A Royal Visit
By Trevor Lundy
On Wednesday May 5, 1971, a chilly wind and the occasional drop of rain caused nearly 8,000 visitors to Fort Steele Heritage Town to huddle together, waiting in anticipation for a once-in-a-lifetime visitor.
The crowd had started to gather around 8 a.m., with people coming from as far away as Invermere and Montana in hopes of catching a moment with Her Royal Highness, Queen Elizabeth II.
The Queen, her husband Prince Phillip, and Princess Anne were visiting British Columbia as part of its centenary anniversary of joining Confederation. Their visit also took them to Victoria, Vancouver, Tofino, Williams Lake, and many other stops throughout the province. Cranbrook, and more specifically, Fort Steele was one of the first stops on their very busy itinerary.
The Royal Party had arrived at 11:30 a.m. at the Cranbrook Airport, where they were officially welcomed by the mayors of both Kimberley and Cranbrook before proceeding to Fort Steele. Along the route, thousands of spectators lined the road. The motorcade slowed so that onlookers could get a better view of the Royals.
Upon arrival at Fort Steele, they were welcomed with cheers and applause as the Cranbrook Girls’ Bugle Band (pictured above) marched around the gazebo to welcome them. The Queen seemed relaxed and happy as she was introduced to many dignitaries such as area Mayors, Members of Parliament and two young ladies who were selected to present the Queen and Princess Anne with flowers (although the flowers were somehow missing when the time for their presentation arrived).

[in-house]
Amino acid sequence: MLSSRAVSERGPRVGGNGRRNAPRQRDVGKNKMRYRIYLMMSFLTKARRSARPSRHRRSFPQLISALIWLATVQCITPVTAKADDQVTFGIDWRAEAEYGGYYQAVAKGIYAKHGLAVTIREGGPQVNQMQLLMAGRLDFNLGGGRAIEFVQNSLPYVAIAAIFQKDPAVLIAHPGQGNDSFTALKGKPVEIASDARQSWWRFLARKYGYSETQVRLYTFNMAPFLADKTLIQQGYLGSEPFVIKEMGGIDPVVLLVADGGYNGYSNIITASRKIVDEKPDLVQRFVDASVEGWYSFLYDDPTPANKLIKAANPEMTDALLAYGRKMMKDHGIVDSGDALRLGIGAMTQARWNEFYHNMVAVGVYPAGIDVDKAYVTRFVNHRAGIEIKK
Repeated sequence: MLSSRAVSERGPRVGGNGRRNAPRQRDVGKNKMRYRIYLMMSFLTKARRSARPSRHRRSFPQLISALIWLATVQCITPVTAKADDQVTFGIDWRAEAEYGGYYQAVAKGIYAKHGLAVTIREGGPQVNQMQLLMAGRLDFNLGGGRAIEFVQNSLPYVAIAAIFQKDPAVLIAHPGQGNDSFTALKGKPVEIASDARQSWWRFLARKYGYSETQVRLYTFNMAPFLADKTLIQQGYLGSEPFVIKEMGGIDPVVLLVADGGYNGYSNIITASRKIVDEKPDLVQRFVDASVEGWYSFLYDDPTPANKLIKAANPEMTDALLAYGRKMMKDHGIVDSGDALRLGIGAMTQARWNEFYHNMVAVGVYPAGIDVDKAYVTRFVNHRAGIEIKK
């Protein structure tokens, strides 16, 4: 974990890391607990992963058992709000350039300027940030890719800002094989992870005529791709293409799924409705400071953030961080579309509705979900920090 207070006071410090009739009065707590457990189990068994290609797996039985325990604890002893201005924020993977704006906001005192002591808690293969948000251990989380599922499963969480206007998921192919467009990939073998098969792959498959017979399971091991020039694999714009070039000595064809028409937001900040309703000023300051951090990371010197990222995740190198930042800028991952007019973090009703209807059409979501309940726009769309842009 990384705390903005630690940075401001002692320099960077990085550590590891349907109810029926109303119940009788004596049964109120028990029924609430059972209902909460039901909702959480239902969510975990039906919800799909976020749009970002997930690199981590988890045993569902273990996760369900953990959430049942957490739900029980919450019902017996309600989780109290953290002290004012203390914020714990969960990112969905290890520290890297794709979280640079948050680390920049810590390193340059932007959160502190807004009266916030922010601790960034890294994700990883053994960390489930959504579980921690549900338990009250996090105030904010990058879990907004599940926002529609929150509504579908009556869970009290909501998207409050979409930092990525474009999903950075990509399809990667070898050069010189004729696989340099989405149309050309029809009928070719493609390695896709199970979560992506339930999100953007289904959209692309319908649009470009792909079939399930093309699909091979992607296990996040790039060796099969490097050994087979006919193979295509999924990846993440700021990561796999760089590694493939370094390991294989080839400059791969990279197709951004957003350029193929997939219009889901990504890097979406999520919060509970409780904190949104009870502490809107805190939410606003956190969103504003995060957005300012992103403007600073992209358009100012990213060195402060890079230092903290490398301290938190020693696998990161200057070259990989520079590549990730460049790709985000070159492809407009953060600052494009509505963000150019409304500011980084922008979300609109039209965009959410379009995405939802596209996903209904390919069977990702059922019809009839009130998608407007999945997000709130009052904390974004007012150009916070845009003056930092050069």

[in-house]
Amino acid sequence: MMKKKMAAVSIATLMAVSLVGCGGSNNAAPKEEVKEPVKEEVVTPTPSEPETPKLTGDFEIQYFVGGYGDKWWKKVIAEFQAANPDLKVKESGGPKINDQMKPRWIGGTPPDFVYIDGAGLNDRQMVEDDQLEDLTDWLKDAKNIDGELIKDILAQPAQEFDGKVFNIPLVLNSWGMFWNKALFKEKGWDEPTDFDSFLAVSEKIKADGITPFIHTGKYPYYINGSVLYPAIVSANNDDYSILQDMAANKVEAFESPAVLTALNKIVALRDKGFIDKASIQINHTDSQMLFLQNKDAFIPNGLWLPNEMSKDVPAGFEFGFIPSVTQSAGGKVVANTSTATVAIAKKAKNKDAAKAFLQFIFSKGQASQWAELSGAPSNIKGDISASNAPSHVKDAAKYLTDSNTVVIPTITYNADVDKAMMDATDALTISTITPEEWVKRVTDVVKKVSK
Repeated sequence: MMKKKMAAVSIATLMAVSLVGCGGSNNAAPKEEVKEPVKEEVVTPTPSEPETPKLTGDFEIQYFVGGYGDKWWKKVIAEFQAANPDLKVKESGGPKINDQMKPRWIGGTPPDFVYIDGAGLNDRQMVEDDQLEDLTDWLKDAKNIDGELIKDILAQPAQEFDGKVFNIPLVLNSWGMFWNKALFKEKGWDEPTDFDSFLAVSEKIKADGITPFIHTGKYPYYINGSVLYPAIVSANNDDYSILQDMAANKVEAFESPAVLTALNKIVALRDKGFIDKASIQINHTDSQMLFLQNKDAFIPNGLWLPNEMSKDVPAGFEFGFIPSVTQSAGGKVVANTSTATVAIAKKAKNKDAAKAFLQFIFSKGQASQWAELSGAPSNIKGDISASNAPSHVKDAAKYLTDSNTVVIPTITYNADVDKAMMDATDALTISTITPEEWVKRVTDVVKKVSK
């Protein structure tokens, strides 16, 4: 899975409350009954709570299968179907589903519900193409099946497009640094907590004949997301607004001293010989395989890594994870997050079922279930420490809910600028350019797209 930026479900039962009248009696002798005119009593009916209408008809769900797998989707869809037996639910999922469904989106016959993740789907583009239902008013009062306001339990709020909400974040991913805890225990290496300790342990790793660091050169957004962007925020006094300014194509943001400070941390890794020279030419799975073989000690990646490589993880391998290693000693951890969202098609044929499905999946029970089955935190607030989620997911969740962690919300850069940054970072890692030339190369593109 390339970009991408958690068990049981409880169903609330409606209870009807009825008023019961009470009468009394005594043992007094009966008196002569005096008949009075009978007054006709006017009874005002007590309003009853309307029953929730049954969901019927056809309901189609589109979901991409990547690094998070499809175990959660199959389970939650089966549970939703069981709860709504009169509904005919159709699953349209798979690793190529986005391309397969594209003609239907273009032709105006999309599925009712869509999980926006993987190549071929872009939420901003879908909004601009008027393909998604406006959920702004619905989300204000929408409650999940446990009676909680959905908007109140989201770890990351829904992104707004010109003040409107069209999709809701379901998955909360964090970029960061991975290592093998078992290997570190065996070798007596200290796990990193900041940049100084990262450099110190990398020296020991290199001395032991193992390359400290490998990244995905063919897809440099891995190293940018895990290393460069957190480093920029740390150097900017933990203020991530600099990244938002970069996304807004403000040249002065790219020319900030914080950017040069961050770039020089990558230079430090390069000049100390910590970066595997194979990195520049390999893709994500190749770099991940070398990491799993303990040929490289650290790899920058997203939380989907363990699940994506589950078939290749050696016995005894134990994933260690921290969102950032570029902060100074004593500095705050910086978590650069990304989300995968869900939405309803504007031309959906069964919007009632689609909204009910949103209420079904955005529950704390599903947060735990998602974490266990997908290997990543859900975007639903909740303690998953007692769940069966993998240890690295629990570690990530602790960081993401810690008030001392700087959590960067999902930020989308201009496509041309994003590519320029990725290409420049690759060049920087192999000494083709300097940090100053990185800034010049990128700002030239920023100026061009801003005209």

The highlight of the day for the thousands in attendance was when the Royal Party walked from the gazebo to the International Hotel for a specially prepared lunch that included roast wapiti, creamed pheasant and a “Shuswap Canoe of B.C. Fruits.” Walking along the boardwalks of Fort Steele, the Queen, Prince and Princess stopped to speak with many members of the adoring crowd, asking where they had travelled from or paying special attention to anyone wearing a badge or medal.
After their lunch, the Royal Party was treated to a tour of the museum (where the missing flowers were found and finally presented to them) before heading up to the train station for a ride on the famed Dunrobin.
The Kimberley Pipe Band was gathered at the station to welcome them as they boarded. The train took the Royals on the loop and stopped at the lookout so the Queen could view the valley and the river below before returning to the station. Prince Phillip took the opportunity at the lookout to head up to the engine for the ride back (although he declined taking the controls, according to engineer Robert McTavish).
The Queen then signed the plaque mounted on the engine of the Dunrobin that had previously been signed by King Alfonso of Spain, King Edward VIII, Princess Louise Margaret (daughter of Queen Victoria), King George V, Kaiser Wilhelm and Neville Chamberlain.
Now, 45 years later, it has been announced that the Duke and Duchess of Cambridge, Prince William and Kate Middleton, will visit British Columbia. While the young Royals’ itinerary has not been announced, one has to wonder if they might consider following in the footsteps of William’s grandparents and taking a stroll down the boardwalks of Fort Steele as they Explore Yesterday…Today.
– Trevor Lundy is head of marketing at Fort Steele Heritage Town.